concerns that a proposed agreement to acquire Seagram’s wine and
spirit business will lead to less competition in the sale and distribution
of rum, the Federal Trade Commission has brought suit in October 2001
to block the transaction. Under the proposed deal, Diageo PLC and Pernod
Ricard S.A. were to jointly acquire the assets of Vivendi Universal
S.A.’s Seagram Wine and Spirits business. Seagram and Diageo
are currently the number two and three sellers of rum in the United
States. The number one seller of rum in the U.S. market is Bicardi.
FTC alleges that if the deal were to be approved, the new number three
rum distributor would have only a two-percent market share, leaving
the Bicardi and Diageo/Seagram with effective duopoly control of the
proposed merger would consolidate the second and third largest U.S.
rum producers, leaving only two large sellers of rum in the United States.
This will create a dangerous likelihood of reduced competition and higher
prices for the consumers of rum,“ said Joe Simons, the Director
of the FTC Bureau of Competition.
the companies involved in the transaction are hoping to resolve FTC
concerns and reach a settlement before the case comes to trial. If
the deal were allowed to proceed, Diageo, the world’s number one alcohol
and spirits company, would acquire 61% of Seagram’s liquor assets,
including Crown Royal, VO Canadian whiskeys, Captain Morgan and Myers
rums, 7 Crown American whisky and Sterling Vineyards. Pernod would get
the remainder of Seagram’s alcohol business, including Chivas
Regal, Glen Grant, Royal Salute and Glenlivit whiskies, Seagram’s
Extra Dry gin and Martell cognac. Earlier this year, the deal was approved
by European regulators after the acquiring companies agreed to divest
certain Seagram’s assets including Sandeman ports and sherries
and Seagram’s coolers and mixers divisions.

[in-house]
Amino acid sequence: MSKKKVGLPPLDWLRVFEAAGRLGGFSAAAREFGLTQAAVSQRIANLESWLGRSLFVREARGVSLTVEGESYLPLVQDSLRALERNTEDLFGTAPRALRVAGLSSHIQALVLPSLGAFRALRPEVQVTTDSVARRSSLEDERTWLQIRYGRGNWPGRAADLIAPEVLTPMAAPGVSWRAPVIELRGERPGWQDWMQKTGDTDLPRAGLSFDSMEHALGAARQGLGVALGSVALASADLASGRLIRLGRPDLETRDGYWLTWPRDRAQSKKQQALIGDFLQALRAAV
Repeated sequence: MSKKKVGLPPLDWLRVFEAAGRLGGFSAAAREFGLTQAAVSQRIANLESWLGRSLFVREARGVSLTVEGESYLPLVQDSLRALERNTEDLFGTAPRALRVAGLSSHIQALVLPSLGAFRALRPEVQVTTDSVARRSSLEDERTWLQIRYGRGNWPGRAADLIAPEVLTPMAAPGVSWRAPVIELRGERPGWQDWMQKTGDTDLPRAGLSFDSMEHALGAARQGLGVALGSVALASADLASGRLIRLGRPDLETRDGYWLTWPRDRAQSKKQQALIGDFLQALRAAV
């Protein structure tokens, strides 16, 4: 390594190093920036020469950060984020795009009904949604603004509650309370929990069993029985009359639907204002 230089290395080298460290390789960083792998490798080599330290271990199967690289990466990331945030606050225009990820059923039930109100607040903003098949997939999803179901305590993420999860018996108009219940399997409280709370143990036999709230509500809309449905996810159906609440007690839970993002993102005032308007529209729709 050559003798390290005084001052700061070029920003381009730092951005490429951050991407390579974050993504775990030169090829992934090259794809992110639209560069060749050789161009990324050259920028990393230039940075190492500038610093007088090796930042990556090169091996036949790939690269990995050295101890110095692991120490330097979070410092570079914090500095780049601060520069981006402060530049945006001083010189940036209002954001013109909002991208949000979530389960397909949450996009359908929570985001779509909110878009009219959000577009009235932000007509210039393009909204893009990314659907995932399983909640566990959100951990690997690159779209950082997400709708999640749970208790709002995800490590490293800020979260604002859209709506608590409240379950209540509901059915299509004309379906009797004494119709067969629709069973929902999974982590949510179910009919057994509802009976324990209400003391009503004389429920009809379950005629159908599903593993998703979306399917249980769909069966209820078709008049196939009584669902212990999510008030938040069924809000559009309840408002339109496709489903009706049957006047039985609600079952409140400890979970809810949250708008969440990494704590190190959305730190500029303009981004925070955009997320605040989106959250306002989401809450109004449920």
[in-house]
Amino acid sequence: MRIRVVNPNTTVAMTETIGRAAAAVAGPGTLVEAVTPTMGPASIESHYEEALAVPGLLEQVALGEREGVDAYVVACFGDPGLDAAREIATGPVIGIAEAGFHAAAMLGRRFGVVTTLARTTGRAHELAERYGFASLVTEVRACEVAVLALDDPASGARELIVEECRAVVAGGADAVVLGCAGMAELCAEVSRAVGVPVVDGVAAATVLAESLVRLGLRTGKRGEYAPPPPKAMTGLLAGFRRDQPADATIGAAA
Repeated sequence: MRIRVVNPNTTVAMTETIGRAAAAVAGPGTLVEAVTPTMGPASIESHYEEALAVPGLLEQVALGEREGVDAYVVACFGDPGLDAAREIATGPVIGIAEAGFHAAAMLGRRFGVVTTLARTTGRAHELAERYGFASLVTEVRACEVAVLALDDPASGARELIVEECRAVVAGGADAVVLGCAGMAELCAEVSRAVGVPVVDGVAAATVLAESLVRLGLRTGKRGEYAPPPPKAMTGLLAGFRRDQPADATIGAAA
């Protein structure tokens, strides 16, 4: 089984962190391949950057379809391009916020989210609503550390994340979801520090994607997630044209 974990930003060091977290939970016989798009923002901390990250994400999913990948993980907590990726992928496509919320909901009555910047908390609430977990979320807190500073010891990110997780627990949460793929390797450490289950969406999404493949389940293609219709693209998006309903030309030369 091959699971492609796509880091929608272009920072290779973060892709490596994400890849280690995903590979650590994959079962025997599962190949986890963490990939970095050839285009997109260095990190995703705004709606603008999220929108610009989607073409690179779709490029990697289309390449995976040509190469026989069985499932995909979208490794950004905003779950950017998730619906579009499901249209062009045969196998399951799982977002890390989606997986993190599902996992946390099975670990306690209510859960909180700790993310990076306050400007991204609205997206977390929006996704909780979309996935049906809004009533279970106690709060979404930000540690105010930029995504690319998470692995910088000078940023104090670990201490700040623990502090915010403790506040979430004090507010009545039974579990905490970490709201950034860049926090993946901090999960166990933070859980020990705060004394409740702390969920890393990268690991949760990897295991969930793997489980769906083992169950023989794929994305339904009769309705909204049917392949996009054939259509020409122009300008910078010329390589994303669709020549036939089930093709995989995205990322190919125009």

APPROVES NESTLE PURCHASE OF RALSTON PURINA
December 11, 2001, the FTC approved a proposed consent decree that
will allow Nestle Holdings, Inc. to complete its $10.3 billion purchase
of Ralston Purina Company. FTC said the consent decree ensures that
the combined companies will not control the dry cat food market in
the United States. Under the consent decree, Nestle has agreed to
divest Ralston Purina’s Meow Mix and Alley Cat brands to J.W. Childs Equity Partners
(d.b.a. Hartz Mountain). Nestle has also agreed to relinquish its international
trademarks in the brands and to co-pack both brands for Childs for up
to two years. Childs has agreed not to re-sell the cat food assets for
five years without the FTC’s consent.
the terms provided by this consent decree, Nestle would acquire, among
other things, Meow Mix, the best selling cat food brand in the country,
and as a result would have nearly a 45% share of the U.S. dry cat food
market across all levels of distribution. The order will ensure that
Childs becomes a strong competitor in the market for dry cat food, to
the benefit of consumers nationwide,” said the FTC’s Joe
Simons. Nestle’s current pet food business includes the Friskies,
Fancy Feast, Mighty Dog and Alpo brands. Ralston Purina’s remaining
pet food brands include Dog Chow, Cat Chow and Purina Special Care.
Even after the divestments, Nestle will now control 45% of the U.S.
pet food market.